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Different Types of Bankruptcy

Bankruptcy is a legal procedure that provides debt relief to consumers who cannot pay their bills. The decision to file for bankruptcy is a serious step, and is usually taken when other efforts to correct financial difficulties have failed. It is one of the most severe notations you can have on your credit report. Most consumers who declare bankruptcy do so under Chapter 13 or Chapter 7 of the U.S. Bankruptcy Code.

Chapter 7 is a complete relief bankruptcy, meaning that the debtor is released from all repayment responsibility for the accounts included in the bankruptcy. That complete relief comes at a high price, however: Chapter 7 bankruptcy remains on a credit report for 10 years from the date of filing. That's three more years than most negative information, in addition to being one of the worst marks on your credit in the eyes of potential creditors. A Chapter 7 bankruptcy can be the only way out for people who are deeply in debt, but future credit grantors may interpret it as a sign of both financial irresponsibility and a very high credit risk. If you bailed out once, they may reason, what's to stop you from doing so again?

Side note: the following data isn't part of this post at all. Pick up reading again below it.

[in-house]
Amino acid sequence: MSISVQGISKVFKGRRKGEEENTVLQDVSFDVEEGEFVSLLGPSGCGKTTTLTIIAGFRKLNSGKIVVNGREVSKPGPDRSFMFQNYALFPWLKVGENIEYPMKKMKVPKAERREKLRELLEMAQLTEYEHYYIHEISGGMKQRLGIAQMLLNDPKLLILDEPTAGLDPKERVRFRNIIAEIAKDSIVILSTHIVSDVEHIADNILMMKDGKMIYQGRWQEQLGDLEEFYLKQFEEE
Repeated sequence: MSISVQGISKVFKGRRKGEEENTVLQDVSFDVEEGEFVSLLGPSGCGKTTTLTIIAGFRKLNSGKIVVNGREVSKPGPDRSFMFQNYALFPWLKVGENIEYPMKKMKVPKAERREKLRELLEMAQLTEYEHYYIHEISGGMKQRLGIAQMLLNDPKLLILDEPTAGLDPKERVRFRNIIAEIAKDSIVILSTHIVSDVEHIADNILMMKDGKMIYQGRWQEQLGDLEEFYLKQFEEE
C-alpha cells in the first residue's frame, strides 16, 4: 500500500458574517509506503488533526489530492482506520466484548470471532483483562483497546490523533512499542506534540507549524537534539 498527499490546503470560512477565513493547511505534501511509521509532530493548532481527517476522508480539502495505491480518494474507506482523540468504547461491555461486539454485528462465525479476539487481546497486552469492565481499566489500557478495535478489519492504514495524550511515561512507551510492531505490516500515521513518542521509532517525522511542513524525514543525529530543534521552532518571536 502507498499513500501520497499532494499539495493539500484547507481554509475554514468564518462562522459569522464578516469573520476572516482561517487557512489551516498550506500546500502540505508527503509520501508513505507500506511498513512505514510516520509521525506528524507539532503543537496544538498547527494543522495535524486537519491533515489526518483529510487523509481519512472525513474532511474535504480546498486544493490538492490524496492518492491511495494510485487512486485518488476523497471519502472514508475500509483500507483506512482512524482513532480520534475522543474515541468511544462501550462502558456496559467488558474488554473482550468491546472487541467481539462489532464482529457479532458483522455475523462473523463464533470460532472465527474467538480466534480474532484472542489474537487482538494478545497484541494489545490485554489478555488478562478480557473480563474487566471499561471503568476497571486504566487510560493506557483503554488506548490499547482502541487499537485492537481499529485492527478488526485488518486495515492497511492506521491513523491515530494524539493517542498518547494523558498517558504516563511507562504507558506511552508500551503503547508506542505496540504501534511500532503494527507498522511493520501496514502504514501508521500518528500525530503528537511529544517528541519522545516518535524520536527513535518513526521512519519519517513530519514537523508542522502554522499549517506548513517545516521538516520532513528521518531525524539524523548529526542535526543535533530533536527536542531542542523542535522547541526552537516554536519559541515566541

Chapter 13, while still harmful to your credit, is less damaging than a Chapter 7 and remains on your report for fewer years. Chapter 13 is a repayment-plan bankruptcy, in which you agree to repay your debts - or at least a portion thereof - according to terms approved by the court. In addition, your assets are not sold to repay creditors as they would be in Chapter 7. A Chapter 13 bankruptcy remains on a credit report for seven years from the filing date.

This article is provided for general guidance and information. It is not intended as, nor should it be construed to be, legal, financial or other professional advice. Please consult with your attorney or financial advisor to discuss any legal or financial issues involved with credit decisions.
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